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moderndallas.net
Special “Eye” to Watch
June Mattingly // contributing art writer

Two Dallas Galleries with Recent Openings to Visit Today...

HCG Gallery in the Dallas Design District and Barry Whistler Gallery in Deep Ellum

HCG’s show “Fancy Footwork: Paraphernalia of the lower limbs, sculpted, painted
and assembled” features “a highly original take on everything from waist down,
included but not limited to legs, feet, socks, and shoes,” an apt description.
Besides promising to offer an original group show…
Also, regularly read  regularmain.com, June Mattingly's personal blog on art.   
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“what is equally compelling is the gallery’s plan to become the driving force for a shoe drive
benefitting children in Haiti” by requesting their followers drop off shoes to be donated to this still
devastated country.  For the fearless, this particularly adventurous opening encouraged jam
skating – “a blend of dance, gymnastics and roller skating” to fit into the theme.    
Busily installing the show before the official opening were Kayla Brown (the director), and Kirk
Harper (the owner), pictured above at the opening. In spite of the address being on Dragon,
the gallery’s glass facade and welcoming front doors face Howell Street that runs into Dragon
a half a block away. In approximately 3,000 thought-out square feet, and what all gallerists
wish for, an extra-large flexible wall, lots of track lighting and loft-like open ceilings, HCG has
shown since 2008 exemplary cutting-edge, emerging artists with all sorts of exhibiting needs,
styles and mediums.   

One Artist to be Particularly Aware of in this Group Show
Running through May 22 look for the artwork of Kevin McCartney, the visual director of
Barney’s New York in Dallas. “His secret? Show-stopping designs that work well as sculpture
while simultaneously luring clientele into perhaps the most stunning store in the Western
Hemisphere. Look for his assemblages of Armani mannequin legs, skates, bic lady razors,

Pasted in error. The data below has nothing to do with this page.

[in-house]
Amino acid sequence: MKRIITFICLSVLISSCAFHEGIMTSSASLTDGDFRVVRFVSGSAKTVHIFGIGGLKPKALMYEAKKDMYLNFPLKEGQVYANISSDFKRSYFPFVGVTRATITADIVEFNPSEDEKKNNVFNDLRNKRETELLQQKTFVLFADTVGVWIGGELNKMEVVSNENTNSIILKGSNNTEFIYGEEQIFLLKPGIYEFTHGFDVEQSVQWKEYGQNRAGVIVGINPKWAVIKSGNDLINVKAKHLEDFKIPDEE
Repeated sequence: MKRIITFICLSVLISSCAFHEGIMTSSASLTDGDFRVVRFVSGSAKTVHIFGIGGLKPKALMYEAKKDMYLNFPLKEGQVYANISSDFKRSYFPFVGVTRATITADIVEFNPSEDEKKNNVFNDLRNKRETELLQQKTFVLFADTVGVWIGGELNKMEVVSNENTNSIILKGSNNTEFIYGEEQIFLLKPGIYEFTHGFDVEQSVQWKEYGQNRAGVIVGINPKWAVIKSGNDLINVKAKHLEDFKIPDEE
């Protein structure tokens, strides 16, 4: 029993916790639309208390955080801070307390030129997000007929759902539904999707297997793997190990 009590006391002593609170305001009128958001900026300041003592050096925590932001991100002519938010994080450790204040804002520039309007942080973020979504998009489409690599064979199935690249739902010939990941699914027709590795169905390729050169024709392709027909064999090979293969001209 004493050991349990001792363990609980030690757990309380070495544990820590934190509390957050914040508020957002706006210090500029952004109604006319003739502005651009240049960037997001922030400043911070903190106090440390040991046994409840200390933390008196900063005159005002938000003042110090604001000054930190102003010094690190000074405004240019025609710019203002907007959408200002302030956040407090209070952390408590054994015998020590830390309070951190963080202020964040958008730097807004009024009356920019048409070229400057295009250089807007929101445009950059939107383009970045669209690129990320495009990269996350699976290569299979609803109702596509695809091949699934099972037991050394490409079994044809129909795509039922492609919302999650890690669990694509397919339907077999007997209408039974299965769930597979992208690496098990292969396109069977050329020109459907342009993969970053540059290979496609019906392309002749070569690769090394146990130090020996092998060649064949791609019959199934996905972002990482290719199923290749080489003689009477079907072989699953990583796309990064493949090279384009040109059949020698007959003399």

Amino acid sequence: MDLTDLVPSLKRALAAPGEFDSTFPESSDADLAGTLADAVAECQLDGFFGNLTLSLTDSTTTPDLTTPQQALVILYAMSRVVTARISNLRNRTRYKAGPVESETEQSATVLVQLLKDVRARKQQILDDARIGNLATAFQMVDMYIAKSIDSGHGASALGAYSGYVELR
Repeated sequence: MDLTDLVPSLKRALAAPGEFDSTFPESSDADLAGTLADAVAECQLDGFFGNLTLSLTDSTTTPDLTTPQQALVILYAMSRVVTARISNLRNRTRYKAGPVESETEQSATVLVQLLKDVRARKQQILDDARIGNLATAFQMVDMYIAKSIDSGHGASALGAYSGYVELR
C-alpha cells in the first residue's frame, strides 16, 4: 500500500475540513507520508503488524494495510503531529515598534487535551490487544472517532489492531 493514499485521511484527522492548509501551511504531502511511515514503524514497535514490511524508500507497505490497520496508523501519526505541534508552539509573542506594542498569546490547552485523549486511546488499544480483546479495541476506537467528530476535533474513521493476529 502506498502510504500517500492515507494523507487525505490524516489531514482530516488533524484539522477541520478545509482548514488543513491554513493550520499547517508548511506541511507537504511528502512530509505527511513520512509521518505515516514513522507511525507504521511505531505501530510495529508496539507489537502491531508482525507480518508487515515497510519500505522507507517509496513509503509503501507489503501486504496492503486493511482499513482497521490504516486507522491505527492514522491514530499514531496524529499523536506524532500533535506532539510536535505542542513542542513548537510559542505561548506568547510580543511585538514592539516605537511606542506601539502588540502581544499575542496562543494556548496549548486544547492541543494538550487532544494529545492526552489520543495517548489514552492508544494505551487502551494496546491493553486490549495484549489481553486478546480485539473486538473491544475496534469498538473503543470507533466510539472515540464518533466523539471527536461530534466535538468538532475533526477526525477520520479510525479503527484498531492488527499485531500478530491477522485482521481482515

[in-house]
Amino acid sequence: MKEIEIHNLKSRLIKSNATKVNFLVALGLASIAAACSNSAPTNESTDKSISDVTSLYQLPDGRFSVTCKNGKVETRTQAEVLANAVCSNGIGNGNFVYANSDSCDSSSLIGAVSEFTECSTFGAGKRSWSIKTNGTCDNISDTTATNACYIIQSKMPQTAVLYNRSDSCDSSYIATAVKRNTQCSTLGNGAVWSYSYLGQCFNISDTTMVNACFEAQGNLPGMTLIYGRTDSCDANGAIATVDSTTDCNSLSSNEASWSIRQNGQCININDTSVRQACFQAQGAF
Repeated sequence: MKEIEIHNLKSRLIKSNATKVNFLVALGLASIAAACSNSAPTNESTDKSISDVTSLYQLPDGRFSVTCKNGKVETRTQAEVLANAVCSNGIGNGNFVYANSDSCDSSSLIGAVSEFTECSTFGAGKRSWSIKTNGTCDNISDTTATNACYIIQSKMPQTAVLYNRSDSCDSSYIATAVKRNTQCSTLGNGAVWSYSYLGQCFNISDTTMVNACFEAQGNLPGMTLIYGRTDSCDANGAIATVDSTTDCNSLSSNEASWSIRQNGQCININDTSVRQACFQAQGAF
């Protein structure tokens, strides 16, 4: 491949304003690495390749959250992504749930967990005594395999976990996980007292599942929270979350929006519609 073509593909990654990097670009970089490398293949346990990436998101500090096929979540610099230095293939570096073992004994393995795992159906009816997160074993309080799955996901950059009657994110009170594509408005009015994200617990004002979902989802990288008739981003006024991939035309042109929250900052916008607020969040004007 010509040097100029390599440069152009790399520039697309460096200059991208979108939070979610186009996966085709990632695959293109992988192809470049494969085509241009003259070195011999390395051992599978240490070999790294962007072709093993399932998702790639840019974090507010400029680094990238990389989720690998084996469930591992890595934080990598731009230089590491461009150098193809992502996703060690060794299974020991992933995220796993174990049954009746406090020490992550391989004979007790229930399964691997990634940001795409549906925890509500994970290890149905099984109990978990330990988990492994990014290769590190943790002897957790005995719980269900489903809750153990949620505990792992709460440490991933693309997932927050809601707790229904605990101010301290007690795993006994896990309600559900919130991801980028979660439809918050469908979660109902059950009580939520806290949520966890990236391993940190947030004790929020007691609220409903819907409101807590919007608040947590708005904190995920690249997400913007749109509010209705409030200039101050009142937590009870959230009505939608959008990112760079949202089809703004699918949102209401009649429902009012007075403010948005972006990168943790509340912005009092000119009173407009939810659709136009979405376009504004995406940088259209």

shoes and garter hose in the store front of HCG’s gallery windows. You can also check his
work out in the windows of Barney’s Beverly Hills during his HCG exhibition.”  
Andrea Rosenberg’s solo show at Whistler’s
Left: “Untitled,” 2002, lithograph on Rives White BFK 300 gram paper, Printed at Flatbed Press, 38 3/4 x 33 ½
inches, AP/Trial Proof

Right: “Untitled,” 2002, spit bite aquatint on Somerset Vellum paper, Printed at Flatbed Press, 33 1/4 x 26 inches,
ed. 3/8, photographs courtesy Allison Smith


The “Printed Image,” the show’s official title presents a gallery full of Andrea’s prints created in the
last 20 years and a beautiful show it is! This is her first show with Barry. I know Andrea since she
had her studio within blocks of my gallery in the early 80s. This is our first blogging experience and
Andrea doesn’t use a computer; she relies on her husband’s. Barry and I were friends before he
opened his gallery in 1985 when he worked for my main competitor. It’s been a pleasure to
watch Barry’s continuing success in discovering and promoting his stable, most of who hail “big
and bright” from deep in the heart of Texas.
Rosenberg received two degrees from Case Western University in Cleveland after attending the
Art Students League in New York. Look up her impressive career on Internet. Select local
commercial collections include American Airlines, Exxon, Four Seasons Hotel, Frito-Lay, Modern
Art Museum of Fort Worth, Rosewood Hotel, Westin Hotel, and University of Texas Health Science
Center.

The variety of Rosenberg’s printmaking modes – etchings, lithographs, monoprints and spit bites
exemplifies her technical skill in this challenging medium. Being up to date in this art world full of
crossovers and blurring categories – her nonchalant spontaneity, depiction of colors limited to
muted tones mixed in with black and white, gestural, linear qualities, preconceived overall
white spaces, and the sensual, organic images’ natural presence on a paper surface transform
Rosenberg’s prints into a strong similarity to drawings.

Rosenberg’s unswerving style and abiding affinity to printmaking makes Flatbed Press in Austin
the non-ending resource on her collaborations to create limited edition prints. In this 18,000
square foot facility near the U of Texas campus fine printing is practiced from woodcuts and
etchings to contract work with private publishers. The Internet site lists the distinguished artists’
works in inventory.

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